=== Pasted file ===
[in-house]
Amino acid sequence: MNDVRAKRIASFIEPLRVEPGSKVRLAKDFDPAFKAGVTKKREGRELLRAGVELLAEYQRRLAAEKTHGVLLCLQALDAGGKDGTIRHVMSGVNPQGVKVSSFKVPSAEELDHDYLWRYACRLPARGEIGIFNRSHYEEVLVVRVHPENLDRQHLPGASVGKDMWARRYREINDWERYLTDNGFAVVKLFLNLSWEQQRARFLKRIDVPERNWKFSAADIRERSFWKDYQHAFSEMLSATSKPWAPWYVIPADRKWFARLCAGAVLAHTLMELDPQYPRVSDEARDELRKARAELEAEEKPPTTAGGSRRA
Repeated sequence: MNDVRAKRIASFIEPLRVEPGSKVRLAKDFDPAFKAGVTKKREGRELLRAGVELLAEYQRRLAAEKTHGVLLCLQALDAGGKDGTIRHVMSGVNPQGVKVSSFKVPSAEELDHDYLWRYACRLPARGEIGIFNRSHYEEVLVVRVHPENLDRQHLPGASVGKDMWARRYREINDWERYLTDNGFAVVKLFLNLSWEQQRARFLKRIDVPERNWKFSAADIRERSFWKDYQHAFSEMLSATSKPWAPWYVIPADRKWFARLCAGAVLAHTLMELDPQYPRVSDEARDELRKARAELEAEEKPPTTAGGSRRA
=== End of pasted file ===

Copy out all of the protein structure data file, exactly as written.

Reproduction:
[in-house]
Amino acid sequence: MNDVRAKRIASFIEPLRVEPGSKVRLAKDFDPAFKAGVTKKREGRELLRAGVELLAEYQRRLAAEKTHGVLLCLQALDAGGKDGTIRHVMSGVNPQGVKVSSFKVPSAEELDHDYLWRYACRLPARGEIGIFNRSHYEEVLVVRVHPENLDRQHLPGASVGKDMWARRYREINDWERYLTDNGFAVVKLFLNLSWEQQRARFLKRIDVPERNWKFSAADIRERSFWKDYQHAFSEMLSATSKPWAPWYVIPADRKWFARLCAGAVLAHTLMELDPQYPRVSDEARDELRKARAELEAEEKPPTTAGGSRRA
Repeated sequence: MNDVRAKRIASFIEPLRVEPGSKVRLAKDFDPAFKAGVTKKREGRELLRAGVELLAEYQRRLAAEKTHGVLLCLQALDAGGKDGTIRHVMSGVNPQGVKVSSFKVPSAEELDHDYLWRYACRLPARGEIGIFNRSHYEEVLVVRVHPENLDRQHLPGASVGKDMWARRYREINDWERYLTDNGFAVVKLFLNLSWEQQRARFLKRIDVPERNWKFSAADIRERSFWKDYQHAFSEMLSATSKPWAPWYVIPADRKWFARLCAGAVLAHTLMELDPQYPRVSDEARDELRKARAELEAEEKPPTTAGGSRRA